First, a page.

The potential of the Industrial Internet of Things (IoT) is bound only by the limits of our creativity. But its realization will forever be tied to security.
We’ve seen this trend play out among early Industrial IoT adopters in the oil and gas industry, where there is tremendous motivation to adopt networked technologies and smart sensors. Many oil and gas facilities, especially offshore platforms, are located in environments we call “4D” – dirty, distant, dull and dangerous. In these harsh areas, automation and remote management can increase efficiency, improve performance, and enhance profitability. But most importantly, they keep people out of harm’s way.
For decades, the industry has primarily used closed, private networks to control critical plant functions, or Operational Technology (OT). But in recent years, oil and gas companies have been among the first to explore IoT applications that enable more widespread and cost-effective monitoring and control of facilities, along with reduced cost and increased flexibility. By definition, Industrial IoT applications require moving data from existing OT systems to the internet. Doing so in a secure manner is of paramount concern.
With 25 years of experience in smart sensors, wireless technologies, and digital automation, Emerson delivers a wide array of networked OT solutions to oil and gas and other industries. As we help lead the evolution to Industrial IoT today, we’ve seen one universal truth: the growth of Industrial IoT applications will be dictated by the level of trust in its security.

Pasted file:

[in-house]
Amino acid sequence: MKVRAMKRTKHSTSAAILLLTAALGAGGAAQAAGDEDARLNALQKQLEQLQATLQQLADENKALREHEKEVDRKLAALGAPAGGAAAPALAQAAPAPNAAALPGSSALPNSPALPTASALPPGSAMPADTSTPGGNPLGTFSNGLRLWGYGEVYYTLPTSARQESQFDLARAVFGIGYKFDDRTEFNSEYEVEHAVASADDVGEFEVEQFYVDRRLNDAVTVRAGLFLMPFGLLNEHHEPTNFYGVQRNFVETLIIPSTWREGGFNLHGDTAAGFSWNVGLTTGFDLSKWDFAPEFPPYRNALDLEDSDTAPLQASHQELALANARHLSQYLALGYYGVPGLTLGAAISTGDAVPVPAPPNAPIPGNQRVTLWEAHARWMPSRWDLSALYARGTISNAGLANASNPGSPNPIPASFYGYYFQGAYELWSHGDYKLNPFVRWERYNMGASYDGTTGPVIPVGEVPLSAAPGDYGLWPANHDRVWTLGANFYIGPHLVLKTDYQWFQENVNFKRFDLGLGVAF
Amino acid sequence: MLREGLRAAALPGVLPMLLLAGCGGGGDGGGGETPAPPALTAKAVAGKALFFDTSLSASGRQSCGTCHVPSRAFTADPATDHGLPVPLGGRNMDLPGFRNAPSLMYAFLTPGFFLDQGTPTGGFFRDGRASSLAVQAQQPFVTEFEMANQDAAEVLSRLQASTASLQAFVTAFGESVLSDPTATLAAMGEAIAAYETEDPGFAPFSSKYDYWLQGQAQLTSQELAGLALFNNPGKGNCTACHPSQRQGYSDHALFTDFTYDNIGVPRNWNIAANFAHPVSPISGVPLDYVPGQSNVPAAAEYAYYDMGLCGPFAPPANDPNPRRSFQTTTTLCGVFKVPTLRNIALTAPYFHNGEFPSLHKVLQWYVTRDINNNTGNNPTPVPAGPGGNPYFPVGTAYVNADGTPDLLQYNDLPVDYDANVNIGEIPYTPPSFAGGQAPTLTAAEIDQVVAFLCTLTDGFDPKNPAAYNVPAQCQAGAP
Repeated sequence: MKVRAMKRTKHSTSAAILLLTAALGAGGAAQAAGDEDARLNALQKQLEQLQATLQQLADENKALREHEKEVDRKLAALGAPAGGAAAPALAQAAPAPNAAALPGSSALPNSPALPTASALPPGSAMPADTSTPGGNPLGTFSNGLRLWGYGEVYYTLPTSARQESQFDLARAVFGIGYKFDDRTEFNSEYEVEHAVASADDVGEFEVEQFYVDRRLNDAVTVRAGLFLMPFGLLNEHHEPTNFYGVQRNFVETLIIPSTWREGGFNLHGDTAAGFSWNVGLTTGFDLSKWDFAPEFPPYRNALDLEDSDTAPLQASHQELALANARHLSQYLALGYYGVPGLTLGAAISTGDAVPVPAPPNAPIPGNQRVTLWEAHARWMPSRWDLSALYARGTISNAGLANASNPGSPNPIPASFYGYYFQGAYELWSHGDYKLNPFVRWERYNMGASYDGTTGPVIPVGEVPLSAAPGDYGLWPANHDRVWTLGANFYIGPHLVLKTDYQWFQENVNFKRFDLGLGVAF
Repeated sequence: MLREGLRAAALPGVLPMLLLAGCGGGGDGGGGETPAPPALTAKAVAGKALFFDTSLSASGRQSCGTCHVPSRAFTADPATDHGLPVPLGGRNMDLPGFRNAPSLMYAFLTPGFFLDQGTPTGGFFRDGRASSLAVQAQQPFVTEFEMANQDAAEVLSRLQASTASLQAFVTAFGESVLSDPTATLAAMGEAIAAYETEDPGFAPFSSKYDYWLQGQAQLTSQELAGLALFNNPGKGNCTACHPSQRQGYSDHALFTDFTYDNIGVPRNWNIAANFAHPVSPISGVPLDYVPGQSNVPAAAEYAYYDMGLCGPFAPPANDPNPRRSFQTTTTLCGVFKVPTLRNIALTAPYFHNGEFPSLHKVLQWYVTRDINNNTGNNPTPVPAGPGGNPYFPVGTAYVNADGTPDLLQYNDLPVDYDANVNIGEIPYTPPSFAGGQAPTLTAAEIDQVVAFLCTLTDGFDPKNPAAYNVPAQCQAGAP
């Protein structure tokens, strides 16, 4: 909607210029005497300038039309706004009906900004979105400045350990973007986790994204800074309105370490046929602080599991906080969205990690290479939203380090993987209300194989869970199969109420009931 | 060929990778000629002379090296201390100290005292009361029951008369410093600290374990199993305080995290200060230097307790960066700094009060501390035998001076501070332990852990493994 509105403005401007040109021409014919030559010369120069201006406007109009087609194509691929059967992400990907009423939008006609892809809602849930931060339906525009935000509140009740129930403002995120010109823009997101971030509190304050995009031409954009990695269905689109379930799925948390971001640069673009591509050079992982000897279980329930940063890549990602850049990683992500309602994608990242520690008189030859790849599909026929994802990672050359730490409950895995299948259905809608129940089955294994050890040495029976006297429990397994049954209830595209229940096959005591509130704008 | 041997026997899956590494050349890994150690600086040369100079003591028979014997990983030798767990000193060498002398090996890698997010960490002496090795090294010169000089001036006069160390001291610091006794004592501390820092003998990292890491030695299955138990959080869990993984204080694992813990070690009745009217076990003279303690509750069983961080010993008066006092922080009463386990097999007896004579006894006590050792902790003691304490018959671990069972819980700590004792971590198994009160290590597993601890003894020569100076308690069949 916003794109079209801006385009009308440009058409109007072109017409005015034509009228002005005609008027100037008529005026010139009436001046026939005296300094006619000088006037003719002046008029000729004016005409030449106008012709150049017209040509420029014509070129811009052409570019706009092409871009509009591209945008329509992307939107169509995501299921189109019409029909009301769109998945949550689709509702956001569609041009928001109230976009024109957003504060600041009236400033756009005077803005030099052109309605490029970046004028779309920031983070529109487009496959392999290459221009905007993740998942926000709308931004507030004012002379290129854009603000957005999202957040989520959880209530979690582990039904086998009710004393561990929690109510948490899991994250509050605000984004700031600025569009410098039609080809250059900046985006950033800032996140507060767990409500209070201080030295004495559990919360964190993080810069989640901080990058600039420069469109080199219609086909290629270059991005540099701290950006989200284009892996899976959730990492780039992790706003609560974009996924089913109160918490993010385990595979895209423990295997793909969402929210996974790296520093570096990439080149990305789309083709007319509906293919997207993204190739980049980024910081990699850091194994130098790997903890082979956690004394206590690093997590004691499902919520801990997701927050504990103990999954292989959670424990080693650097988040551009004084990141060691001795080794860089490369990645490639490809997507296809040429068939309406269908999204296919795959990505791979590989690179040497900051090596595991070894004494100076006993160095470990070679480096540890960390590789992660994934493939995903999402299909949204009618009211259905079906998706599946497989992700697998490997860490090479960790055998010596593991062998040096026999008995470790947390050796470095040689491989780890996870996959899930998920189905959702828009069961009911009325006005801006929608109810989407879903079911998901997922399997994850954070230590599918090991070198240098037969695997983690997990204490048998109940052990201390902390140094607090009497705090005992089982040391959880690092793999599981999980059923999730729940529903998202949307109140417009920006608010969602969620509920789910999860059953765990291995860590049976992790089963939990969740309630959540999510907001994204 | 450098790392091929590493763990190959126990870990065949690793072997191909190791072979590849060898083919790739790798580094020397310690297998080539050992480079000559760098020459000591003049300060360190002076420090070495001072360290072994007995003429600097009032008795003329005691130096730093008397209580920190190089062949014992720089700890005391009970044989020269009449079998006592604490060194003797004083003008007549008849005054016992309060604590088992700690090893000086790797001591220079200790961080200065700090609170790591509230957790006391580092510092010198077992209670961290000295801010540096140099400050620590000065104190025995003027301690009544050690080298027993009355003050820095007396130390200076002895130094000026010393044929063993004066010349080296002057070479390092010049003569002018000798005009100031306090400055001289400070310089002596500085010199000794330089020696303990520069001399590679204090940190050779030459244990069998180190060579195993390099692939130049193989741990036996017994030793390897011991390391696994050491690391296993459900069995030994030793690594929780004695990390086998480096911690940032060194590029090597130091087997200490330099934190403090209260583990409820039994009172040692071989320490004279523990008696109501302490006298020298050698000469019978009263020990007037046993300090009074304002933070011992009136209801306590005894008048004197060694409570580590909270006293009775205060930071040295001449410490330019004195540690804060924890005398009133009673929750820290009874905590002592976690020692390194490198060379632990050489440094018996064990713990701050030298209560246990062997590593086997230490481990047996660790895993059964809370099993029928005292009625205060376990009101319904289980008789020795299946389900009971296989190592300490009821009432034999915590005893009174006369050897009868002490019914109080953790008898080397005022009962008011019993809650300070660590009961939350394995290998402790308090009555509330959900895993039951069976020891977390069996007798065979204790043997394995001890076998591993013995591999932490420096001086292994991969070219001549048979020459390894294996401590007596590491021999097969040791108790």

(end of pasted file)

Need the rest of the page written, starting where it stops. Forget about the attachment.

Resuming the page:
Securing the Industrial IoT requires focus on four zones that comprise most applications: sensors that remotely gather data, the “first mile” on-site OT networks that convert this data and securely connect it to the internet, software that stores and processes the data to generate valuable insights, and finally, the people who design, manage and use these networks.
Emerson recently expanded its highly sophisticated Plantweb ecosystem to help manufacturers securely address these four zones as they adopt Industrial IoT to automate processes and maximize efficiency.
With connected devices monitoring and controlling industrial processes throughout a manufacturing facility, the potential exists for attacks that might manipulate devices in critical OT systems that control plant processes – which could mean harm to people, production or the environment if misused.
This threat requires new thinking on device security. Emerson helps customers deploy devices and wireless networks that measure and track everything from energy efficiency and hazardous gas leaks to corrosion and maintenance needs. These devices and networks are designed with always-on security capabilities front and center, with features such as encryption and key management. This high level of security makes them suitable for use in critical OT systems.
2. The “Secure First Mile”
The term “last mile” was first used in telecommunications to describe connections between individual homes and businesses to the core network that carries communications across the globe. With Industrial IoT, we are concerned with the export of data from individual facilities into the broader enterprise network – the “first mile” of communication.